Now Leaving Your Solar System; Welcome to Interstellar Space
The Voyager 1 spacecraft is getting awfully close to the outer edge of our solar system. For the first time ever by a human-made object, NASA expects to reach the frontier of interstellar space within the next three years.
Launched in 1977, Voyager 1 and Voyager 2 were intended to explore the outer solar system — a task they competed in 1989. Voyager 1 crossed into the outermost layer of the heliosphere, called the “heliosheath,” in 2004. (The heliosheath is marked by slower solar winds, due to the proximity of interstellar gas.)
Today, Voyager 1 may be only a few hundred million to a billion miles away from the edge of the solar system. It now travels one billion miles every three years, and is currently 11 billion miles away from the sun.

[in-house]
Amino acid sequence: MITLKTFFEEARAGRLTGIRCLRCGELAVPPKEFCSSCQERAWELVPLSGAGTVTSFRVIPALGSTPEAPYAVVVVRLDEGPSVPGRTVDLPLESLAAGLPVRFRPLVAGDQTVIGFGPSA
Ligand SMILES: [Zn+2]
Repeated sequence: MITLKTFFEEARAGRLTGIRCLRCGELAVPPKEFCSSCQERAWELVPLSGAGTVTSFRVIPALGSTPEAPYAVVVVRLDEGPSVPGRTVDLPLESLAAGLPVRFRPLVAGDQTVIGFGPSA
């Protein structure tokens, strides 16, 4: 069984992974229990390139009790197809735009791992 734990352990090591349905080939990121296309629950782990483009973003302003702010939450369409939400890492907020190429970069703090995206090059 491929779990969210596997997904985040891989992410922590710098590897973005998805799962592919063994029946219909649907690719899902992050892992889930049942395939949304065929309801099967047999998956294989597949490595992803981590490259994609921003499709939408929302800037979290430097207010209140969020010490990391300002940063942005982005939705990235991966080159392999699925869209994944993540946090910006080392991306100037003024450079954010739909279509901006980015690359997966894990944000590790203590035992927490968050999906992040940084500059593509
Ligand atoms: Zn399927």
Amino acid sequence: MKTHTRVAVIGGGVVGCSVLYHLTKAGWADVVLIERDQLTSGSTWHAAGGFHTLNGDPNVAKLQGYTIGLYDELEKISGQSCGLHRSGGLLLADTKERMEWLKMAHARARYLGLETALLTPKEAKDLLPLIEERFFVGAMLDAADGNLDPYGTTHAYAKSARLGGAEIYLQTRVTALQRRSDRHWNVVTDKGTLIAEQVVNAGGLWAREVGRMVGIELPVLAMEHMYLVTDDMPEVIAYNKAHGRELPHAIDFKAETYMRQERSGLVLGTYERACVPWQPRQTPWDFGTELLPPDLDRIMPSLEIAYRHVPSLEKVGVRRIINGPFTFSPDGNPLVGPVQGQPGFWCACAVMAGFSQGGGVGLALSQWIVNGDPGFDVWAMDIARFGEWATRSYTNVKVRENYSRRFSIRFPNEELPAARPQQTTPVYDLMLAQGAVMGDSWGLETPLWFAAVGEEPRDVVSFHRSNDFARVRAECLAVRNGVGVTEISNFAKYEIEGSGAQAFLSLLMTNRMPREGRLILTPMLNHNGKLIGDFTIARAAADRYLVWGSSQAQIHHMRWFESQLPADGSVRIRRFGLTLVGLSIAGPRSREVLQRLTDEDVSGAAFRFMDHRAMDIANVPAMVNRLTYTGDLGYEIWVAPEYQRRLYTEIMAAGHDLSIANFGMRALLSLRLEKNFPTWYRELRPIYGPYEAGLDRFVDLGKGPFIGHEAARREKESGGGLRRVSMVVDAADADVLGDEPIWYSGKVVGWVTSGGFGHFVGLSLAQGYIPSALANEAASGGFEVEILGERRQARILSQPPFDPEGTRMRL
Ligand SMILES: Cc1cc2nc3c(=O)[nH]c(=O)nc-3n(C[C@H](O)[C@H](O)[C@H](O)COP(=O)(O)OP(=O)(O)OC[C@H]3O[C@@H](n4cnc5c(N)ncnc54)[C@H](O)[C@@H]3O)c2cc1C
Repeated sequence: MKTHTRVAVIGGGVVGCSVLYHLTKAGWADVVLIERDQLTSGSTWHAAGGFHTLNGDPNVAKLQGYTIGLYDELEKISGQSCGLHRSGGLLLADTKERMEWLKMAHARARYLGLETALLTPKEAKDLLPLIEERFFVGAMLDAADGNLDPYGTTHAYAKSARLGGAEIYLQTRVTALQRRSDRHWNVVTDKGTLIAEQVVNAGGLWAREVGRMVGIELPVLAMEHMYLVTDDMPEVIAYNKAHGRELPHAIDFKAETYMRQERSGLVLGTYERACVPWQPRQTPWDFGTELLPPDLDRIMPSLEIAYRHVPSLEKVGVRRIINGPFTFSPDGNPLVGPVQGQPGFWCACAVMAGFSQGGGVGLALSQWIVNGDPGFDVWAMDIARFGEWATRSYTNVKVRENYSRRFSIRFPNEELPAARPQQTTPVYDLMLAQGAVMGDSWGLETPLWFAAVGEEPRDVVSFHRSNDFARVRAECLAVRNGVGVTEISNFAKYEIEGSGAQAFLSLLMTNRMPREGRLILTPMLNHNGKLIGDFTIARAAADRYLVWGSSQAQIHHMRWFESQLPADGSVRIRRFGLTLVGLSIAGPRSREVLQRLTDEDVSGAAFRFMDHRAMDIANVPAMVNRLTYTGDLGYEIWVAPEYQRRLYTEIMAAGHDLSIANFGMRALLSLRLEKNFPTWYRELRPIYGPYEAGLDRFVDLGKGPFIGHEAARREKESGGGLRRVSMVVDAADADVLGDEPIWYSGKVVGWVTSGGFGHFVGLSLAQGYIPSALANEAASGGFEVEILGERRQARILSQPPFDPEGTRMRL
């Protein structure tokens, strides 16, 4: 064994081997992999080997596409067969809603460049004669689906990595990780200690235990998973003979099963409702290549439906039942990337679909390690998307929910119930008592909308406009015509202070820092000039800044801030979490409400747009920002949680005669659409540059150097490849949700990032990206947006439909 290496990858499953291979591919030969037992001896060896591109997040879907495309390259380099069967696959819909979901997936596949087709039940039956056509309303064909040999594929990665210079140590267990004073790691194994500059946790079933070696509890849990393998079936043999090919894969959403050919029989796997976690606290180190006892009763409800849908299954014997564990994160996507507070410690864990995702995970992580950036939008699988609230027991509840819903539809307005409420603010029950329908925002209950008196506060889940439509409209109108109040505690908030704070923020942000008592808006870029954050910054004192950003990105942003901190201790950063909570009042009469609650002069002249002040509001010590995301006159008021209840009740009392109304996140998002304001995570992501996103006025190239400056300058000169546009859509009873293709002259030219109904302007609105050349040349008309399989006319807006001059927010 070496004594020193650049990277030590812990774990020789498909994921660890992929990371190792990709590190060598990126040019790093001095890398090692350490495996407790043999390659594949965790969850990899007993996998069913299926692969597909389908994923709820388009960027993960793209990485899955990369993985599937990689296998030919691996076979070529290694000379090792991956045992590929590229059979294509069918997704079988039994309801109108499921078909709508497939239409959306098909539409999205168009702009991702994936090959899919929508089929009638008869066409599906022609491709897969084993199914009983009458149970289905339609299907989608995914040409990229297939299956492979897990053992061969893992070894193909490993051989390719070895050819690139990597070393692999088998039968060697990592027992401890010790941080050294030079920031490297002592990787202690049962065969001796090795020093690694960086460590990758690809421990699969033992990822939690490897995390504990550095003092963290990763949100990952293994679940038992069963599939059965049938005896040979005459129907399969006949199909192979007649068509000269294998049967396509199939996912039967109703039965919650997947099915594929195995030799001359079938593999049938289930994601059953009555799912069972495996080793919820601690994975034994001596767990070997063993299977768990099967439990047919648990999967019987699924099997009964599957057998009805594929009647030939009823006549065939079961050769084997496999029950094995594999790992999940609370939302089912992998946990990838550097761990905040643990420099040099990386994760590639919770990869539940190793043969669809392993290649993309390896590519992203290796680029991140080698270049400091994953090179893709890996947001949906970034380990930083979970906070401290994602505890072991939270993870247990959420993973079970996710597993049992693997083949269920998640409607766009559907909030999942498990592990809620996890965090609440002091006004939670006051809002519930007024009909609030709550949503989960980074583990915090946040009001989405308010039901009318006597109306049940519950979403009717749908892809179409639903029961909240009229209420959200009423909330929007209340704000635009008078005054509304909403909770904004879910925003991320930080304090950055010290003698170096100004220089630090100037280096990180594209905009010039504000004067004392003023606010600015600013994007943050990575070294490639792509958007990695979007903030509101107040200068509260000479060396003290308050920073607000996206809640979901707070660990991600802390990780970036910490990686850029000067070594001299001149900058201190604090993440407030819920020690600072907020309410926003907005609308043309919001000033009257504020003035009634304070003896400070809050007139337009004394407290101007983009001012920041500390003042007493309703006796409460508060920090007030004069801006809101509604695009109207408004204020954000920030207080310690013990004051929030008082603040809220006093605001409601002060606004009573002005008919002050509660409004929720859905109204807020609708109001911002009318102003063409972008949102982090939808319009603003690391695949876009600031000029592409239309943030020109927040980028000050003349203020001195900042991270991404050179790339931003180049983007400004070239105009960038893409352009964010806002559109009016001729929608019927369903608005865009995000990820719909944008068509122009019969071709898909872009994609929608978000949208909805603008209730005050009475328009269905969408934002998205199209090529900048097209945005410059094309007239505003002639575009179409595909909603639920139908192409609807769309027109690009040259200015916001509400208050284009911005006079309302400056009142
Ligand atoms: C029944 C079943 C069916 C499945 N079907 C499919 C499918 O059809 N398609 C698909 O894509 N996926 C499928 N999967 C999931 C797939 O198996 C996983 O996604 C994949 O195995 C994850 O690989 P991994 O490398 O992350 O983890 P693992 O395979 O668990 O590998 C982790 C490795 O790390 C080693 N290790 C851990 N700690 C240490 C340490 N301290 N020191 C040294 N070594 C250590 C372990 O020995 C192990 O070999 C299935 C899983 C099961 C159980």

You can get the backstory and more detail from a great NPR “Morning Edition” interview with NASA’s Ed Stone, who has been Voyager’s lead scientist since 1972.
Stone notes that Voyager’s onboard computers have only 8,000 words of memory, with a 23-watt transmitter, much less than modern devices have. With such old and basic equipment, it’s the battery life that’s impressive — based on the decay of Plutonium-238, there will be enough power for some of the scientific instruments on board until 2025.
(Image courtesy of NASA/JPL-Caltech)